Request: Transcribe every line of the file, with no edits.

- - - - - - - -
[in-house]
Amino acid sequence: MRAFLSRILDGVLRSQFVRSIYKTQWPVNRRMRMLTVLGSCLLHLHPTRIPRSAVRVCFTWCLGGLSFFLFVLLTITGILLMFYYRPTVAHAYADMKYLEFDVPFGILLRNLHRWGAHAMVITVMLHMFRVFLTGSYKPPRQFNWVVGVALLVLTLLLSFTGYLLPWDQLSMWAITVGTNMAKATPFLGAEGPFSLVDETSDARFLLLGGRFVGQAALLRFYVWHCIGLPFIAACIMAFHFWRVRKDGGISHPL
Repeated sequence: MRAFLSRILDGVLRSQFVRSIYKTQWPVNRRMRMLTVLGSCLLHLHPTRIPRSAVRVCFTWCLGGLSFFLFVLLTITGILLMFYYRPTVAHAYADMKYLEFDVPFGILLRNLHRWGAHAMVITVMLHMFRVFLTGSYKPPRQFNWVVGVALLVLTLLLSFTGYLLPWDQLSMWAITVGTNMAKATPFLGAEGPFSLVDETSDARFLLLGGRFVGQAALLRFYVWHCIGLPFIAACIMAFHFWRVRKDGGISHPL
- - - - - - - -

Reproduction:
[in-house]
Amino acid sequence: MRAFLSRILDGVLRSQFVRSIYKTQWPVNRRMRMLTVLGSCLLHLHPTRIPRSAVRVCFTWCLGGLSFFLFVLLTITGILLMFYYRPTVAHAYADMKYLEFDVPFGILLRNLHRWGAHAMVITVMLHMFRVFLTGSYKPPRQFNWVVGVALLVLTLLLSFTGYLLPWDQLSMWAITVGTNMAKATPFLGAEGPFSLVDETSDARFLLLGGRFVGQAALLRFYVWHCIGLPFIAACIMAFHFWRVRKDGGISHPL
Repeated sequence: MRAFLSRILDGVLRSQFVRSIYKTQWPVNRRMRMLTVLGSCLLHLHPTRIPRSAVRVCFTWCLGGLSFFLFVLLTITGILLMFYYRPTVAHAYADMKYLEFDVPFGILLRNLHRWGAHAMVITVMLHMFRVFLTGSYKPPRQFNWVVGVALLVLTLLLSFTGYLLPWDQLSMWAITVGTNMAKATPFLGAEGPFSLVDETSDARFLLLGGRFVGQAALLRFYVWHCIGLPFIAACIMAFHFWRVRKDGGISHPL